First responders need to think on their feet, so it's best that they're aware of some basic tips before being thrown into an emergency situation. If the victim needs medication, one should always ask if they have any allergies to medicine. If the person is unconscious and cannot answer this question, they may have on an allergy bracelet that lists their allergies. When one cannot speak to the victim, and there is no allergy bracelet present, they should administer the lowest possible dose of medicine, and avoid the most common drugs that cause allergic reactions. Sometimes victims need to be put under while they're still in the ambulance, but paramedics should only use short-acting anesthesia, and let the hospital surgeon decide if the patient needs a general one.

When leading a group of people who are visually impaired out of a building, the emergency services person should hold one person by the hand or shoulder, and ask the rest to form a line behind them and hold onto each other. First responders should ask someone if they are able to stand or walk before they assume they should pick them up. If they must pick them up, they should avoid putting any pressure on their chest, arms or legs since this can aggravate their condition. Whenever possible, a paramedic should ask someone to help them carry a person.

Emergency responders often have to talk to people who are in shock, or confused, as well as people who suffer from mental illness. They should look for signs of shock and speak to anyone who is exhibiting them very slowly, giving simple, straightforward commands. When people are panicked they might ramble, which can make it hard for emergency responders to give them important information. But responders shouldn't interrupt the victims since this can aggravate them further. Instead, they should just inform them that they need to move to a safe area rapidly.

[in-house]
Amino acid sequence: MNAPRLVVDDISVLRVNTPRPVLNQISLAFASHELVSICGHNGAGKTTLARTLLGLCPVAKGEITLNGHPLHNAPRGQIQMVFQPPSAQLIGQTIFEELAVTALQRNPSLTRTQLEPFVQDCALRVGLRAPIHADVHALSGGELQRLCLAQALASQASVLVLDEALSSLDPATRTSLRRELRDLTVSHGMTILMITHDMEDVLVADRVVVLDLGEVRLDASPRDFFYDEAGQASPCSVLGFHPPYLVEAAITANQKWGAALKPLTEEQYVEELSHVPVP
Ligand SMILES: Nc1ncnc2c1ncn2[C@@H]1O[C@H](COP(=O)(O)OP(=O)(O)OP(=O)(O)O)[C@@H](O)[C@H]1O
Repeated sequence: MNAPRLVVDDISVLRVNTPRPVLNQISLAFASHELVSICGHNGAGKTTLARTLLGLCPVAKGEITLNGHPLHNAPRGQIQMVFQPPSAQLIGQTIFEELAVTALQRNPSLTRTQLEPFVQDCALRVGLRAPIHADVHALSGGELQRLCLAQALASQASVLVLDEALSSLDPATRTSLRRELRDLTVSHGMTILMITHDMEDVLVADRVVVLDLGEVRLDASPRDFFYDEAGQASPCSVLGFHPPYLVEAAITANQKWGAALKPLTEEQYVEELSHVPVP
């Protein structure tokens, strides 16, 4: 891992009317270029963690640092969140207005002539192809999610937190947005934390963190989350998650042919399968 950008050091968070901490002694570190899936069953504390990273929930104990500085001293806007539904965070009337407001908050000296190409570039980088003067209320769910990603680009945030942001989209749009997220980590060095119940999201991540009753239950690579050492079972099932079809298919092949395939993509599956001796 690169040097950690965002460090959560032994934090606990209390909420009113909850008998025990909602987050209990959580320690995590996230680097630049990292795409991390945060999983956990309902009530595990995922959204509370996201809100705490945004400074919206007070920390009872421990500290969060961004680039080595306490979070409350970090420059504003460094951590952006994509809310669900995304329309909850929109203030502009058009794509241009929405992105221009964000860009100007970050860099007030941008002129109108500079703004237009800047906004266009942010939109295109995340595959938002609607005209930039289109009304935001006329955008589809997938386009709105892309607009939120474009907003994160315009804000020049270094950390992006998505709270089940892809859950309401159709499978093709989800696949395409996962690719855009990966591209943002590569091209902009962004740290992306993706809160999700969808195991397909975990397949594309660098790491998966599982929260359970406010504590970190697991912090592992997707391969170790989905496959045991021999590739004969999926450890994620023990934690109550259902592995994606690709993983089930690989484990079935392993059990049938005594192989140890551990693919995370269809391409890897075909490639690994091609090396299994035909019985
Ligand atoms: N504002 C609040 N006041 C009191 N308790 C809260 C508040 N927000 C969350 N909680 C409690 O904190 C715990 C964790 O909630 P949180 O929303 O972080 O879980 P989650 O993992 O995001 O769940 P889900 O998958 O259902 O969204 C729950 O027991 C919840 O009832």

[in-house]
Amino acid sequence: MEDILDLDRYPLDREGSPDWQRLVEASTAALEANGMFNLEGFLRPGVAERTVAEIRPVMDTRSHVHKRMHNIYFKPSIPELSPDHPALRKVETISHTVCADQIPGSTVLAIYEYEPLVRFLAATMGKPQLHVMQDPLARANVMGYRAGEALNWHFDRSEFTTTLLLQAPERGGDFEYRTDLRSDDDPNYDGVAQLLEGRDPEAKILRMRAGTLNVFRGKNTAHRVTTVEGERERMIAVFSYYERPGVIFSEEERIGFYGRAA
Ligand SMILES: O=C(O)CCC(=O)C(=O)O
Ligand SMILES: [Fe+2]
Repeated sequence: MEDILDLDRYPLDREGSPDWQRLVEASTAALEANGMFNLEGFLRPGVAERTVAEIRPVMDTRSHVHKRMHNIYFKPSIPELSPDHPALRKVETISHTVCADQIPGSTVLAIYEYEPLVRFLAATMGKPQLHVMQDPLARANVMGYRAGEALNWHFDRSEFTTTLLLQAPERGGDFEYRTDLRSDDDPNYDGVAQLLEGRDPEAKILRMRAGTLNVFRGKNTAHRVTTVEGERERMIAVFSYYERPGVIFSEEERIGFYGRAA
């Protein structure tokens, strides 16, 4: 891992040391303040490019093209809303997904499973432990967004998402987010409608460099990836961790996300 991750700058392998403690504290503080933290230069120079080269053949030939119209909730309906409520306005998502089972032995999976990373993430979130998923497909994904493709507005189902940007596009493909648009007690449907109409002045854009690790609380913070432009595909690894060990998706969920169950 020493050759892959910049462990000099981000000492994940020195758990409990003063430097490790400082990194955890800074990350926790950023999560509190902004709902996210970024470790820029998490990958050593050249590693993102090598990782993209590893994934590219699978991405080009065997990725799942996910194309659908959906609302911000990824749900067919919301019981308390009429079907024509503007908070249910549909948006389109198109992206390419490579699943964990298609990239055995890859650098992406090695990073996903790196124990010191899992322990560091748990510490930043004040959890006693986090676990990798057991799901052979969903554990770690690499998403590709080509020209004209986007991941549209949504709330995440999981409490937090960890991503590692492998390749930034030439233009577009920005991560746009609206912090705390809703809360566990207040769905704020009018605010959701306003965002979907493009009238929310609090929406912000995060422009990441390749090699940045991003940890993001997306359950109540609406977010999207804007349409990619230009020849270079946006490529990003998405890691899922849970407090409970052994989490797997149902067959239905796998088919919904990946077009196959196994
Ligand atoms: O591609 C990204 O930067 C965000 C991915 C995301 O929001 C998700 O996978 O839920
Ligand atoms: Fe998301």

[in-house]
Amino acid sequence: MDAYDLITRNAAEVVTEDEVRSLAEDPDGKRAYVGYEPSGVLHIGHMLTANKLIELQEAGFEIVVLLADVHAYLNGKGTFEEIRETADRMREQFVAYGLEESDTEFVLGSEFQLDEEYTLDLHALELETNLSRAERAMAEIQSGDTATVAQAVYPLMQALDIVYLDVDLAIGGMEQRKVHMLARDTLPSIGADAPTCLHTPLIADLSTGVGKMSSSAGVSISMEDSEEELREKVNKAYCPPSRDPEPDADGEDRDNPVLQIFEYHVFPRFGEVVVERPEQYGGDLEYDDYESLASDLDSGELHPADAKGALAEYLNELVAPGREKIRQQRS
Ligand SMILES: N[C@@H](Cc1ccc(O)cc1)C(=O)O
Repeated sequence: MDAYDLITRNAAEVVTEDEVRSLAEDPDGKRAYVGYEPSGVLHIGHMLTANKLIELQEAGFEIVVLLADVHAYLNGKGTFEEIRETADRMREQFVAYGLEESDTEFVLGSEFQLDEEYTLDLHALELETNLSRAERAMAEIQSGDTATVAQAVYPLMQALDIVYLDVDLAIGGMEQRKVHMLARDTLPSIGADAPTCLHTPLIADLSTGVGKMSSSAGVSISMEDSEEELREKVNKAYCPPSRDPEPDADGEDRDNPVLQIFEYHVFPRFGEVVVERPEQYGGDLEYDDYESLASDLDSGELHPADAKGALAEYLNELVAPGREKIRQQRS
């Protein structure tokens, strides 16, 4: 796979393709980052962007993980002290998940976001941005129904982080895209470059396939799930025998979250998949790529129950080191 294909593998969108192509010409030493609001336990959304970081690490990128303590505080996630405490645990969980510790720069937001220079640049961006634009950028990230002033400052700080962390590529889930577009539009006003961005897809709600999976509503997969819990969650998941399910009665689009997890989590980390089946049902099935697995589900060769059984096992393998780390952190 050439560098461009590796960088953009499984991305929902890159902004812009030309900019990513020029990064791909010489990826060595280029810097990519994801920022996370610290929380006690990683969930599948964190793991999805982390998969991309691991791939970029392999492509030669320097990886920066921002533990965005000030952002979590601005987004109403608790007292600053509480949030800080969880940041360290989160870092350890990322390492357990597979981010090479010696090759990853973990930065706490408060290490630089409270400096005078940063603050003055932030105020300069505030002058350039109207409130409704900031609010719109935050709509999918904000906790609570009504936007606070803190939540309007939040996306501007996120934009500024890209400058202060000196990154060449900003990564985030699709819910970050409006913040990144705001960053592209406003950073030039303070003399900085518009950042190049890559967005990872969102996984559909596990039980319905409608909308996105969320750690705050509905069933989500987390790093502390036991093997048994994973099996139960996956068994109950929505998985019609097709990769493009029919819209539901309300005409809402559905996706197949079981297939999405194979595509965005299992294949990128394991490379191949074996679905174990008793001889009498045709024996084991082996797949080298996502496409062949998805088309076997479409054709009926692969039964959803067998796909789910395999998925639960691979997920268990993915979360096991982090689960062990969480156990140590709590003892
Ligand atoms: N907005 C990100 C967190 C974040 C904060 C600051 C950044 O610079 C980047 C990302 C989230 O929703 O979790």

The History Of First Aid

Cases of first aid work have been documented as far back as 500 BCE. Historians have found pottery and art from this time depicting ancient Greeks and Romans performing first aid-type techniques, like binding and dressing wounds. The oldest images of first aid usually take place in times of warfare, when hundreds if not thousands of soldiers suffered traumatic injuries that would need to be treated immediately.

More advanced forms of first aid did not come about until the late 18th century. In 1773, a physician named William Hawes began promoting methods of artificial respiration and by 1774, the Royal Humane Society formed, which worked to educate medical professionals on resuscitating individuals who appeared to be dead from drowning. Before this, many doctors would literally blow smoke up the rectum as it was believed this could resuscitate a drowned victim.

Another major improvement to first aid came in the 1770s when French army surgeon Dominique Jean Larrey came up with the idea of ambulances. Larrey's ambulances utilized the same carriages used for artillery. In 1859, Swiss social activist Jean-Henri Dunant saw the devastating aftermath of an Italian battle, which inspired him to form the Red Cross.

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Last updated on April 30, 2018 by Daniel Imperiale

Daniel is a writer, actor, and director living in Los Angeles, CA. He spent a large portion of his 20s roaming the country in search of new experiences, taking on odd jobs in the strangest places, studying at incredible schools, and making art with empathy and curiosity.